Democrats are ramping up the pressure on House Republicans over their refusal to pass a payroll tax deal – and some Senate Republicans are not rushing to their colleagues' aid.
After a year of clashes on Capitol Hill over trillion-dollar deficits, 40 is suddenly the biggest number in congressional politics, as Democrats and House Republicans clash over a payroll-tax cut and other measures set to expire on Jan. 1.
Forty dollars is the average drop that some 160 million Americans will see in their paychecks, if Congress doesn’t act.
A White House call for responses to what a $40 tax hike means to families produced thousands of tweets in just 24 hours. Replies included: “nearly a tank of gas,” “feeding my family for three nights,” “two months of vet care,” “co-pay for prescription drugs,” and “default on my mortgage, so I can feed my son.”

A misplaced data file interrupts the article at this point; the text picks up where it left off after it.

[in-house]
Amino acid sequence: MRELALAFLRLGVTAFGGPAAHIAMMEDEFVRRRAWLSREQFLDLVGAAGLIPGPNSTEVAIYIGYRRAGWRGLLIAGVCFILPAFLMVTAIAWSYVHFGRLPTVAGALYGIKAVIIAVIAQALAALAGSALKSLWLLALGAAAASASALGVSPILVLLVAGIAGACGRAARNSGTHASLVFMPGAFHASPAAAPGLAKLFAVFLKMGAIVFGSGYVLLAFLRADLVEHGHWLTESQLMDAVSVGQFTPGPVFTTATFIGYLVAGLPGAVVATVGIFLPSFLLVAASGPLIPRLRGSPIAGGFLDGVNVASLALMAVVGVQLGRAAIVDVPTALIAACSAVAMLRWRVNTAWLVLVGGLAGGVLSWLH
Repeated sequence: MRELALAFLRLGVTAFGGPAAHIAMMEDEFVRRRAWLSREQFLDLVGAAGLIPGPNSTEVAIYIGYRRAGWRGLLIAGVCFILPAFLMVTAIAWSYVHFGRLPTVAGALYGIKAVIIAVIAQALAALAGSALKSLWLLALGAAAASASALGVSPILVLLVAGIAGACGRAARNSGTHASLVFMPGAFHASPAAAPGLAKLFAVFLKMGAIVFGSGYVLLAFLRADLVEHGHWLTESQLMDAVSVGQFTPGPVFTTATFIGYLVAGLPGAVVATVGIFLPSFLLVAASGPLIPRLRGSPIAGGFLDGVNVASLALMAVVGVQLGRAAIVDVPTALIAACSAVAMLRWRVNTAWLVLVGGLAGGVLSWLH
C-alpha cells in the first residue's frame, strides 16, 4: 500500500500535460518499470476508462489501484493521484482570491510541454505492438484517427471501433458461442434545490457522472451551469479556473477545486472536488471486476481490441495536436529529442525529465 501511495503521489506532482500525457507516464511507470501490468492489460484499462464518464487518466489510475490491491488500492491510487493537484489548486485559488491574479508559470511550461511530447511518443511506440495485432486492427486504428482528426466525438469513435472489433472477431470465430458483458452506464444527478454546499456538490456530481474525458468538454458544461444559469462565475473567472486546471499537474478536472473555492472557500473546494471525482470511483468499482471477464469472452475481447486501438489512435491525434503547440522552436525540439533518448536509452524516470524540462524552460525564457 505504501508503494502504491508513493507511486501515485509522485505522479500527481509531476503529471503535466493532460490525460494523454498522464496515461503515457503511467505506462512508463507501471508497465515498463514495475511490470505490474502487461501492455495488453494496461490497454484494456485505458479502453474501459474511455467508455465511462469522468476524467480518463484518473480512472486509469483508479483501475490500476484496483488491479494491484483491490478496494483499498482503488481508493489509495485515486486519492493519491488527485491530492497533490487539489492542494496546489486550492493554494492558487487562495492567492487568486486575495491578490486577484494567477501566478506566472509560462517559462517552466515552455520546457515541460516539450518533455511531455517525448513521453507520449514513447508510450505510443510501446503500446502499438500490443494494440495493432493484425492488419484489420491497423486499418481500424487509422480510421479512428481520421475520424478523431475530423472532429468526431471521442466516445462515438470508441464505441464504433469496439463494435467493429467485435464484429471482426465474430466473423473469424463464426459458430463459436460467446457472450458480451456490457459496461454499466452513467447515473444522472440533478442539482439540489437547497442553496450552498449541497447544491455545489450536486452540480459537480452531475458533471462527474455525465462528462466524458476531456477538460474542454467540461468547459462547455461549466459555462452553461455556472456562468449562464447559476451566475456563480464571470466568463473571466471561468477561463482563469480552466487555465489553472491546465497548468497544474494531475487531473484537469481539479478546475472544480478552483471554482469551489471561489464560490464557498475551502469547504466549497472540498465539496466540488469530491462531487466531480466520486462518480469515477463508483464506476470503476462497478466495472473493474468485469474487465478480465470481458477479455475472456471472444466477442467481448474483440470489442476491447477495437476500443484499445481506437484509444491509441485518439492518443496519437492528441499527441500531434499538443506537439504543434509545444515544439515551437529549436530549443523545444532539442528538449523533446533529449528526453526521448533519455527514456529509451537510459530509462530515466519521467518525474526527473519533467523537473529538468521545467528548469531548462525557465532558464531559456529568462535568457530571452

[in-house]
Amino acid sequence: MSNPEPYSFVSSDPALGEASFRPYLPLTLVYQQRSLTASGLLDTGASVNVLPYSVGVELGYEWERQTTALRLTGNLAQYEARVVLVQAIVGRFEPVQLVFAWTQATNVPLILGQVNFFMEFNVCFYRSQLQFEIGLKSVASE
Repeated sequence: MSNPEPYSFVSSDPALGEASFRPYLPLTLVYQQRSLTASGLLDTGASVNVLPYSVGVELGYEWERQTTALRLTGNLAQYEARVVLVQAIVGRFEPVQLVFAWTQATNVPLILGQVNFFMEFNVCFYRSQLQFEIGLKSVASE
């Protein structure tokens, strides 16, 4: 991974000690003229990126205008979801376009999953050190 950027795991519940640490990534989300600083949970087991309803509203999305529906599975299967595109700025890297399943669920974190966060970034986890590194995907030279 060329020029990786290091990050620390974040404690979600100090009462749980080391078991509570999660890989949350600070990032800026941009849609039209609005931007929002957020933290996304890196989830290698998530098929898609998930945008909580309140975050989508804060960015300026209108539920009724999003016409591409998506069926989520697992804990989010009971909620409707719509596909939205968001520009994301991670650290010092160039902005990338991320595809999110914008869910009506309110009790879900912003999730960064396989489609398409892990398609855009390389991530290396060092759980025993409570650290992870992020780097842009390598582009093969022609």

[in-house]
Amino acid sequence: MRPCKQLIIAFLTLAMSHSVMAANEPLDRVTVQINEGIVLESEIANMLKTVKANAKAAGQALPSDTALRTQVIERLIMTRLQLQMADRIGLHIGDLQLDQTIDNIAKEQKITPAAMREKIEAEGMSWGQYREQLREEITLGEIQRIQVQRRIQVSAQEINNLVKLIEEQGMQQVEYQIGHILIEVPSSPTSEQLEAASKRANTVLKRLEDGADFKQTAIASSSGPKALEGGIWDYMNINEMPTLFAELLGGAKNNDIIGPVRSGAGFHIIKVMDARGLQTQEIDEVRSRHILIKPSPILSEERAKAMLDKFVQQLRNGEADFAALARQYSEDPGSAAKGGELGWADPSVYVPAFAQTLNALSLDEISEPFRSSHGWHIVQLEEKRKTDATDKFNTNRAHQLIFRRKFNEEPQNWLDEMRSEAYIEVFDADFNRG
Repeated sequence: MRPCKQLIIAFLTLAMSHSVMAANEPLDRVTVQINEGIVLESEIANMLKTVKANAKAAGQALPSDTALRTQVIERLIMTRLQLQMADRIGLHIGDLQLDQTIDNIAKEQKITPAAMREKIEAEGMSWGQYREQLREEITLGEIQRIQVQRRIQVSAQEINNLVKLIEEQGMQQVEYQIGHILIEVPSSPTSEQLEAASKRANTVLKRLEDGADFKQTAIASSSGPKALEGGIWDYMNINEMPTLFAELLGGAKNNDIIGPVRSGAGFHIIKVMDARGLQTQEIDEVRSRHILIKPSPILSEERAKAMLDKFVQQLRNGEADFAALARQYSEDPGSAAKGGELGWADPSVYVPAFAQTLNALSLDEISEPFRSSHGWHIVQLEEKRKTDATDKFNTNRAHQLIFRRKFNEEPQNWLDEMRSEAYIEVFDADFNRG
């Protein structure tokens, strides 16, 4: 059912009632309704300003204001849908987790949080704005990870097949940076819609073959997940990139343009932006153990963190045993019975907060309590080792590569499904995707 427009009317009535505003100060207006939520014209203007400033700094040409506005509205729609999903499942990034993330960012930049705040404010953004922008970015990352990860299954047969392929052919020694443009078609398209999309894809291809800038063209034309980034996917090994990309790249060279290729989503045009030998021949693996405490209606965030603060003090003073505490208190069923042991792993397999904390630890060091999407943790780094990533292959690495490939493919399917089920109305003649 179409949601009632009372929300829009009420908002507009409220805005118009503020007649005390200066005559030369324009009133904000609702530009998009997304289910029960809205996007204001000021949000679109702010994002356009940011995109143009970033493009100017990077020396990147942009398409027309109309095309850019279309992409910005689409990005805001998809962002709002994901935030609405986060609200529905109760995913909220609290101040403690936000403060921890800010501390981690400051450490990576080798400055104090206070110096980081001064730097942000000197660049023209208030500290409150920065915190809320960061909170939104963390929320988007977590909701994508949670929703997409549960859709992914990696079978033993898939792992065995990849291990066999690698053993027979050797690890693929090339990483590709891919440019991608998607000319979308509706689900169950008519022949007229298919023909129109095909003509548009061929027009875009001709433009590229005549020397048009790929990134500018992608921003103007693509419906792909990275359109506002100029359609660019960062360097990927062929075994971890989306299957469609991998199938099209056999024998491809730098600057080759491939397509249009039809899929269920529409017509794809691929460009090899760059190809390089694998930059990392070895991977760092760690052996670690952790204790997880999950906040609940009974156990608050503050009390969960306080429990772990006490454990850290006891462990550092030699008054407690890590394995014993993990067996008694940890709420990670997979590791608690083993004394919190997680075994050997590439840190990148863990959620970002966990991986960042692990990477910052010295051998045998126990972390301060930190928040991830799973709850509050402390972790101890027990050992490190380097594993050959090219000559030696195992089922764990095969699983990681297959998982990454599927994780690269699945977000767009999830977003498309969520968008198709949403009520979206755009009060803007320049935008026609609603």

With just 10 days before the payroll tax “holiday” and other measures expire, the cost to American families of gridlock as usual on Capitol Hill is immediate and personal. Democrats and the White House are counting on public outrage to force Speaker John Boehner – and the tea-party backed conservatives who pushed GOP leaders to take on this fight – to cave.
“The average Republican House member is going to hear from their constituents, and the pressure to come back and pass our bill is just going to increase,” said Sen. Charles Schumer (D) of New York in a conference call with reporters on Wednesday.
“If it’s really a one-year deal you want, so do we,” he added. “We will be the first ones on a plane to work out a one-year deal but on one condition: First pass the Senate’s two-month agreement, then we can negotiate right away and maybe have the whole thing done by New Years.”